Nasty personal attacks on social media networks like Instagram can be tracked and smashed with a new digital tool.
Developed by CU Boulder's CyberSafety Research Center, the software combines several different computing tools to scan massive amounts of social media data, sending alerts to parents or network administrators that abuse has occurred.
The approach uses five times less computing resources than existing tools and that's efficient enough to monitor a network the size of Instagram for a modest investment in server power.
The group who produced the initiative have released a free app for Android phones that allows parents to receive alerts when their kids are the objects of bullying on Instagram called BullyAlert.
The team first employed real humans to teach a computer program how to separate harmless online comments from abuse and then designed a system that filters the benign from the mean.
When a user uploads a new post, the group's tools make a quick scan of the comments. If those comments look questionable, then that post gets high priority to receive further checks. But if the comments all seem charitable, then the system bumps the post to the bottom of its queue.
The approach was tested on real-world data from Vine, a now-defunct video-sharing platform, and Instagram because they make their data publicly available.
The toolset can monitor traffic on Vine and Instagram in real-time, detecting cyberbullying behavior with 70% accuracy.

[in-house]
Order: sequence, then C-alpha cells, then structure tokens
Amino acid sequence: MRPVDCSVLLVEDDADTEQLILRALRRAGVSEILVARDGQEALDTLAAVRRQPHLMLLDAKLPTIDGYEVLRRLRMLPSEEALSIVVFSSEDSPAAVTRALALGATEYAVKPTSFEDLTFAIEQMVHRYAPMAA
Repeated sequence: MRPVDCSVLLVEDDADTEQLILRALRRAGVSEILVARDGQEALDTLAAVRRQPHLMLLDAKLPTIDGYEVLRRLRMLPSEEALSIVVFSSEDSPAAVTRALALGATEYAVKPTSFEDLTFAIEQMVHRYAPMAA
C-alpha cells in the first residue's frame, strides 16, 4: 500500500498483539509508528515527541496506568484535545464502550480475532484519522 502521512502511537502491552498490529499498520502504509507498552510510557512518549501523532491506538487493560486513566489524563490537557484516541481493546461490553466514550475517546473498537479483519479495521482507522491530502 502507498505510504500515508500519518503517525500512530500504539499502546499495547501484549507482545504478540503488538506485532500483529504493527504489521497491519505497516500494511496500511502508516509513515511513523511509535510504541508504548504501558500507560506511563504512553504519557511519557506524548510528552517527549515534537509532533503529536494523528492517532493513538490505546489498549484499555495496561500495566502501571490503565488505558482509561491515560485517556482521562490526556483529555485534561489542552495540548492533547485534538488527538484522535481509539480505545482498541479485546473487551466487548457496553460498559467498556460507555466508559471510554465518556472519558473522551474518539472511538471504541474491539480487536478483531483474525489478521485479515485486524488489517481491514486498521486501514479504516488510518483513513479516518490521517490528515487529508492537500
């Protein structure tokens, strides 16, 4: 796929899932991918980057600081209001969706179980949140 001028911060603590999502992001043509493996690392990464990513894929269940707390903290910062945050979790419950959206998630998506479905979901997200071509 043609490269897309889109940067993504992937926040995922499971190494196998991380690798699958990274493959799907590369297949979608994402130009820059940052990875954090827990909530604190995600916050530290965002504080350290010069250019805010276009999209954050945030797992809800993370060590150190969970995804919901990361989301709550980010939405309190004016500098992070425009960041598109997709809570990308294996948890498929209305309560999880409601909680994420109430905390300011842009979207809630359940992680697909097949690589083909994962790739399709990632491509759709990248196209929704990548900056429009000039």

The more things change the more they don’t, especially when it comes to graduate earning potential says the Grattan Institute’s Mapping Australian Higher Education report. Read More
The Territory Government has reinvigorated school-based policing aiming to address issues raised during the Royal Commission into the Protection and Detention of Children in the Northern Territory. Read More
The combined efforts of educators and educational publishers will be celebrated in the 25th Educational Publishing Awards of Australia on Thursday 20 September 2018. Read More
A secret report showing that students with low ATAR scores are being recruited into Initial Teacher Education (ITE) was reportedly ordered destroyed by the University of Sydney. Read More
Matific, the game-based maths learning resource, will assist New Zealand to incorporate the Te Reo Māori language into their maths curriculum via a translation of its online program. Read More